Biggie's "Navajos creep me/in they teepee" is also, at best, misinformed: Traditional Navajo homes are hogans, not teepees. Boot Camp Click's Buckshot, meanwhile, defines his "BDI Thug" alter-ego as derived from "Thugla, who were wiped out with the Native Americans," oblivious to the word's origin not in the history of American Indians but in that of the Indian subcontinent—an ancient cult that engaged in murderous ritual rampages to honor Kali, the Hindu goddess of destruction.

"American society . . . should understand that all of those images—from the Noble Savage to the Bloodthirsty Indian—are based on not on our identification but someone else's definition," cautions Spang, whose work was recently featured in Only Skin Deep, the International Center of Photography's exhibition challenging American notions of race and identity.

This country's "Black Indians"—descendants of Africans who were freed or self-liberated during slavery and adopted into tribes like the Seminoles—contributed to the debate last month when Hard Knock Radio brought together two such figures: noted Bay Area activist Marcel Diallo and Shaka Zulu of New Orleans, who dons full-feathered "Indian" regalia during annual Mardi Gras festivities. They joined phone-in guests Litefoot and Ernie Paniccioli (Cree), a legendary hip-hop photographer whose recent books include Who Shot Ya? and There's a God on the Mic, for a two-part dialogue. "[Diallo and Zulu] thought the OutKast performance was pretty cool," reports Davey D.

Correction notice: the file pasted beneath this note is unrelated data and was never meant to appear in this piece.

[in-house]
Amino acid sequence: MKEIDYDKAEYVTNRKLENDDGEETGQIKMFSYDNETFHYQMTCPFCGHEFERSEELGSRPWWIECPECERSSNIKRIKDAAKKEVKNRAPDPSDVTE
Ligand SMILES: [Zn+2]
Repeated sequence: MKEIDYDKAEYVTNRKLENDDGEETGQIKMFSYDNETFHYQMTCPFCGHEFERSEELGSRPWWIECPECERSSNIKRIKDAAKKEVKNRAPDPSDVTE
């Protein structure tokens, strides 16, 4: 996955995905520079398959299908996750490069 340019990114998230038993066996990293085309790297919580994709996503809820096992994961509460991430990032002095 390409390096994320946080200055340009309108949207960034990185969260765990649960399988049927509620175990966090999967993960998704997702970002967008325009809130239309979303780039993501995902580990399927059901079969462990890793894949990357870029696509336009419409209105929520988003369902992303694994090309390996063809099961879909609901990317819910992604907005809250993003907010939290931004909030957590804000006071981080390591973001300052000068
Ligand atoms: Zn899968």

This echoes his experience at P. Diddy's L.A. Grammy Party, in fact. The hosts "stopped the music there just so people could watch OutKast's performance," Davey D recalls. "Everybody clapped and cheered, saying 'Man, that was incredible!' "

Nowhere has the chasm between Native America and black America been expressed more divisively in a hip-hop context than during the "Big Ballers" concert last May at Nassau Coliseum, featuring Ludacris, Busta, and other big names. Lance Gumbs, the show promoter, was excited to include Litefoot on such a bill. The predominantly black crowd, however, voiced its extreme antagonism toward Litefoot—and perhaps all Native Americans—from the start. "As soon as we came out onto that stage," he says, "people began to spit at me, throwing up their middle fingers and screaming racial obscenities."

"Fuck you, prairie n_____s!" "Go back to your teepee, red motherfucker!" an angry chorus of woo-woo-wooed boos—all of these were spewed before Litefoot said even one word on the mic. Backed by a flawlessly choreographed stage show comprising Ho-Chunk and Aztec traditional dancers and B-boy legends from the Rock Steady Crew, Litefoot and company walked off the stage in disgust when the third song had hardly begun. The 60,000-strong crowd of tittie-baring, wannabe-blinging, "I'm a ho"-chanting Ludacris fans never even gave this Indian a chance.

"I have never bought into that facile, disingenuous fable that oppressed people cannot be racist," says Paniccioli, who was present at the Coliseum and who has otherwise been warmly embraced by hip-hop's biggest stars and among many sectors of the Black community.

Readers respond
Andre 3000's performance "was nothing more than another look into the Slave Mentality that still owns America."
Lapps see parody as a way to be included in society: "They WANT to be 'victims of parody' now."
"Native Americans have no sense of humor. They also need to learn to separate entertainment from reality."

Related links
Tipis, feather bonnets, and other Native American stereotypes
Indian women as sex objects